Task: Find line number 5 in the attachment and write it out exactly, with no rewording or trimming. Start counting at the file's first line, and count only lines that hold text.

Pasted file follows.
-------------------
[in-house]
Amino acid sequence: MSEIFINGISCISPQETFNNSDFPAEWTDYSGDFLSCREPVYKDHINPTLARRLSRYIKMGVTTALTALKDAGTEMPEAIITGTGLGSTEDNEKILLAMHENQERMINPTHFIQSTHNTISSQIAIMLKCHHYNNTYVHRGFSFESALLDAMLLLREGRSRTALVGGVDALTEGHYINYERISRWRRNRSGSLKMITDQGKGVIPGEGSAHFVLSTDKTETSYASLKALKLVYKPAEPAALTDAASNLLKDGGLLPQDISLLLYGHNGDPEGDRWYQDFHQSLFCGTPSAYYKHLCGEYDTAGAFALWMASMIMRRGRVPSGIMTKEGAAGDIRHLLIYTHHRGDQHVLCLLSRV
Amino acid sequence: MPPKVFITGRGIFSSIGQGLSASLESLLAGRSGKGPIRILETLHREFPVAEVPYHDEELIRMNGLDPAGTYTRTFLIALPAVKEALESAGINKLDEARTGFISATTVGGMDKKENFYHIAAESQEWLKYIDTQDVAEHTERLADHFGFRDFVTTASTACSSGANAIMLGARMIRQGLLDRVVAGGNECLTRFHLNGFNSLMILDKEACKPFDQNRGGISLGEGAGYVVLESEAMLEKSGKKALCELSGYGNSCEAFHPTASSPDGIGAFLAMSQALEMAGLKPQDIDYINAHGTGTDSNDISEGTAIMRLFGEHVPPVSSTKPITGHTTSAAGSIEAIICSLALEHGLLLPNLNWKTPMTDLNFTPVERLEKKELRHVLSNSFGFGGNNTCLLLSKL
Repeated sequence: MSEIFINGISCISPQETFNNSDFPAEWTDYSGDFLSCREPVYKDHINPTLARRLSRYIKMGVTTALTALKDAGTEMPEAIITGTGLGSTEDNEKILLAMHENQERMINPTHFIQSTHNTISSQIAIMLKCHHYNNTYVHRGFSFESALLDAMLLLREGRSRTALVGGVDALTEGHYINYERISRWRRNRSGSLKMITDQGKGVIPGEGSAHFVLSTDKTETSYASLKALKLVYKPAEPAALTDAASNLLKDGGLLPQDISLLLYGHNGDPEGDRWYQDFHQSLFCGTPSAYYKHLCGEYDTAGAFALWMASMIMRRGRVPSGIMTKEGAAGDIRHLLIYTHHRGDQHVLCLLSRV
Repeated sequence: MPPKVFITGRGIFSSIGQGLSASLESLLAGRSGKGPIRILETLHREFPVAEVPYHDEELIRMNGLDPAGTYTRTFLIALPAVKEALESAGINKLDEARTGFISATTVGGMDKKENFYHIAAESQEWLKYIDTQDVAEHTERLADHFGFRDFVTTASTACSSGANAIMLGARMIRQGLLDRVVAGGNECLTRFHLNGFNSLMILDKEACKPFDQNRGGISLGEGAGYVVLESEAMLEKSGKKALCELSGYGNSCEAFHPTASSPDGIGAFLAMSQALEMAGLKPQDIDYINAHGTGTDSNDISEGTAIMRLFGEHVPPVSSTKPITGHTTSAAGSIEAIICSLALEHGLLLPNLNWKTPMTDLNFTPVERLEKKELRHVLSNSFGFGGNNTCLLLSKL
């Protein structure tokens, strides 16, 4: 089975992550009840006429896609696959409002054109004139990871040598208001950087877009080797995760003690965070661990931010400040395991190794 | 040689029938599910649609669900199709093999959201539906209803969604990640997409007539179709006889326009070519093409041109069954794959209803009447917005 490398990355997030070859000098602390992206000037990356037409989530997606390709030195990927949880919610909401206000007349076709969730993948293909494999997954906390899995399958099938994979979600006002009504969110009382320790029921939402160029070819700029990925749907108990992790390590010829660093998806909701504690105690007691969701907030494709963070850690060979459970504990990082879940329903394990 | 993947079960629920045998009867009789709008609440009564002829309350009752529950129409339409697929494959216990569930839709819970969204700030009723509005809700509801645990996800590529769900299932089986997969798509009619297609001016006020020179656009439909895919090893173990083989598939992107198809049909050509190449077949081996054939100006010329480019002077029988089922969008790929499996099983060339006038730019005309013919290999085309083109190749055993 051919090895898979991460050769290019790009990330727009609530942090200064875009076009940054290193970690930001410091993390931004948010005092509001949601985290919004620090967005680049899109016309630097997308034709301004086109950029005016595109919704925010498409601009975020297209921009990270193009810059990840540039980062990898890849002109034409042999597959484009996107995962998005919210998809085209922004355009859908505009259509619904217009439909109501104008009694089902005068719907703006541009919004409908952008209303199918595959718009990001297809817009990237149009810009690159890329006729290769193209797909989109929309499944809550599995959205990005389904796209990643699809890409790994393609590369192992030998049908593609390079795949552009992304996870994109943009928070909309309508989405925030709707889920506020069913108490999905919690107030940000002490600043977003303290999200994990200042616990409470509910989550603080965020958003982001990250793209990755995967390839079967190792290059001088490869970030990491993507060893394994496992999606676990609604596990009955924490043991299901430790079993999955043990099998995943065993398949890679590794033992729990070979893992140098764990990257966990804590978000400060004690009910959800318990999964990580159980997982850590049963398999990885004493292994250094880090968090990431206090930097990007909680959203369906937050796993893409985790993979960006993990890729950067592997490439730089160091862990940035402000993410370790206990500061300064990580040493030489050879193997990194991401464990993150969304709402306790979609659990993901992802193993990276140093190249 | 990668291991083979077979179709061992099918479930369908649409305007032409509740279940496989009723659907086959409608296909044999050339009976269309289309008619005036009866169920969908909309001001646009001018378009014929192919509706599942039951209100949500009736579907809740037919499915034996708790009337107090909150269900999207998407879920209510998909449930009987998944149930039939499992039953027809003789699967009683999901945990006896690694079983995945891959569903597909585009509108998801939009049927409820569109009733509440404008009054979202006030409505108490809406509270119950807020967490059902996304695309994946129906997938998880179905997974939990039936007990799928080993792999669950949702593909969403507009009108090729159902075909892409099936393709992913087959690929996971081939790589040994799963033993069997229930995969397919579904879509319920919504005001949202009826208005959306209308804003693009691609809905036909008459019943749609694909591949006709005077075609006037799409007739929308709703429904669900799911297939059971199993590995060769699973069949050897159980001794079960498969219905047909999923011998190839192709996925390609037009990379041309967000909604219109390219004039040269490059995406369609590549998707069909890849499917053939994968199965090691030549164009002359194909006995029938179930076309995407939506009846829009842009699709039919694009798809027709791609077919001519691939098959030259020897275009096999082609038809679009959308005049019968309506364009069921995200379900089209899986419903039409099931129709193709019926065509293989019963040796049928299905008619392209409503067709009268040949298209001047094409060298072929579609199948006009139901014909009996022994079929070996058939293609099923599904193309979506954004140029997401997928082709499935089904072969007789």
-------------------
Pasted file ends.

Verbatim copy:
Repeated sequence: MPPKVFITGRGIFSSIGQGLSASLESLLAGRSGKGPIRILETLHREFPVAEVPYHDEELIRMNGLDPAGTYTRTFLIALPAVKEALESAGINKLDEARTGFISATTVGGMDKKENFYHIAAESQEWLKYIDTQDVAEHTERLADHFGFRDFVTTASTACSSGANAIMLGARMIRQGLLDRVVAGGNECLTRFHLNGFNSLMILDKEACKPFDQNRGGISLGEGAGYVVLESEAMLEKSGKKALCELSGYGNSCEAFHPTASSPDGIGAFLAMSQALEMAGLKPQDIDYINAHGTGTDSNDISEGTAIMRLFGEHVPPVSSTKPITGHTTSAAGSIEAIICSLALEHGLLLPNLNWKTPMTDLNFTPVERLEKKELRHVLSNSFGFGGNNTCLLLSKL